Changing your diet can change your life; Seamus Mullen knows that intimately. In 2012, a near-death experience forced him to rethink how he lived.
The award-winning chef, restaurateur, and avid cyclist made a name for himself cooking through kitchens in Spain, San Francisco, and New York, where he opened his first restaurant in 2006. But the job’s long, grueling hours, plus a lifestyle of partying and unhealthy food, took a toll on his body.
In 2007, Mullen was diagnosed with rheumatoid arthritis. The autoimmune disease caused severe chronic pain in his joints, which were so swollen that each morning he couldn’t tie his shoes. He was placed on a cocktail of medications that never fully alleviated the pain—but weakened his resistance to infections, resulting in frequent trips to the hospital. After bacterial meningitis landed him in the ICU with a 106°F fever, he knew something had to change.
Under the guidance of functional medicine doctor Frank Lipman, he overhauled his lifestyle, from improving his exercise and sleep to incorporating meditation and managing his mindset. Most crucially, he transformed his diet, cutting refined sugars, simple carbs, and other inflammatory foods and replacing them with plenty of gut-friendly vegetables and healthy fats.
Within a year, the symptoms of his “incurable” illness disappeared.
Now, Mullen is a two-time cookbook author and passionate advocate for the healing power of food, and he inspires others to take control of their own health.
Here, he shares his wellness routines, tips on staying motivated, and a favorite simple, summer-ready recipe.
My ideal morning routine looks like this: wake up, two to five minutes of breathwork and meditation, three-minute cold plunge at 40°F, two minutes of qigong and dragon breath to warm up, 40 push-ups, and a cup of coffee. In reality, it’s usually two of these things, but I try to get in as much as I can.
My daily diet starts with: coffee with cream and a tall glass of water. If I’m doing strength training in the morning, I will have a post-workout shake of 20 grams of whey protein plus creatine and BCAAs [branched-chain amino acids].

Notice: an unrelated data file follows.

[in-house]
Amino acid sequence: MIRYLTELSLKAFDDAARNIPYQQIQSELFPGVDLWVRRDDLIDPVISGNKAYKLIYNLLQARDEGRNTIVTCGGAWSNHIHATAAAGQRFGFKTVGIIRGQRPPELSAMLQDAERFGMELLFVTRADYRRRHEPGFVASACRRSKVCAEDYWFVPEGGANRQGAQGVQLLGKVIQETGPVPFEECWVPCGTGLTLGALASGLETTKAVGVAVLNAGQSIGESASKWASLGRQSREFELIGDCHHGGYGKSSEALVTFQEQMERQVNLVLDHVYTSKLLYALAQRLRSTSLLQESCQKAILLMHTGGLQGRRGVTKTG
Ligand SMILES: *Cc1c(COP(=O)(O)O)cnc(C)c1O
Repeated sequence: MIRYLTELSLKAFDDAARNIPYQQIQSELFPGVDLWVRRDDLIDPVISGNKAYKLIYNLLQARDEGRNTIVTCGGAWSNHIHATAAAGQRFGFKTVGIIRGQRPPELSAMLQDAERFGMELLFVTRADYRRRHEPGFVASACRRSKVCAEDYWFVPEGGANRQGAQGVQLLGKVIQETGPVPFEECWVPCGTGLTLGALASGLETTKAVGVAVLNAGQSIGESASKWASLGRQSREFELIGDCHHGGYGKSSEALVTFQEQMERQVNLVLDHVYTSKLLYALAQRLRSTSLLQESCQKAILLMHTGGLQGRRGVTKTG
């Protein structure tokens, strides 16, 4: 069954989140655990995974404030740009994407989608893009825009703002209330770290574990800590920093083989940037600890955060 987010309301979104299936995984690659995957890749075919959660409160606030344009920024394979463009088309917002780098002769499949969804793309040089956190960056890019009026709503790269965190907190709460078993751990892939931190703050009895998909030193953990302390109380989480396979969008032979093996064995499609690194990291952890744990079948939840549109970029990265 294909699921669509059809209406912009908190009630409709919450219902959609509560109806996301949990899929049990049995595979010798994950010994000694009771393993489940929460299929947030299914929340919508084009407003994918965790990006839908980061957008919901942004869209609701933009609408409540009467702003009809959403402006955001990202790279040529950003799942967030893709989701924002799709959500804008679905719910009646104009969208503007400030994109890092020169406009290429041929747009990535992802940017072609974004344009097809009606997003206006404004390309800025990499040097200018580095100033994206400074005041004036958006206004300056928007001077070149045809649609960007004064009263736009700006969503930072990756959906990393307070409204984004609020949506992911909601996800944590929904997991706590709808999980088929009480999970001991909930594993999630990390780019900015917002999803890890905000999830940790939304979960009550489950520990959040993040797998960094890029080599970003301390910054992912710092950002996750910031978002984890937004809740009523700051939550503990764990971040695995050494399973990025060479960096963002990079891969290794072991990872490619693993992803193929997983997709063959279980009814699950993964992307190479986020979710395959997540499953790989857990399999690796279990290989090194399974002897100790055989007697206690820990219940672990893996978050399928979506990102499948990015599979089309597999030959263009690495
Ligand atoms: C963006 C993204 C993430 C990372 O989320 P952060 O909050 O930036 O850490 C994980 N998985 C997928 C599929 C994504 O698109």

My first meal is generally around 1 to 1:30 p.m., and that is always a protein-focused meal with grass-fed beef, lamb, or some fish—generally around 8 ounces of cooked protein. I will add in a salad with avocado or some veggies sautéed in ghee or olive oil. Dinner, if I’m staying in, is again protein-focused, with vegetables and a little fresh, seasonal fruit. If I snack during the day, it’s generally fresh fruit or some raw milk cheese.
A really delicious way I cook vegetables is: blanching! [Get] a pot of well-salted boiling water, drop in some sugar snap peas for 30 seconds, and then shock them in a bath of ice water, and the sweetness of the peas is brought to the front of the palate.
To work out I: strength train (heavy lifting) four days on, one day off, and then I ride my mountain bike three to five days a week. This means I usually have two days a week with double workouts, and my “rest” day is usually a light bike ride or a hike. In recent years, I’ve really focused more and more on mountain biking, and I’m loving being in nature, away from cars. I’m loving hiking these days; we have some amazing trails in the Los Angeles area, and I’ve really been into exploring them.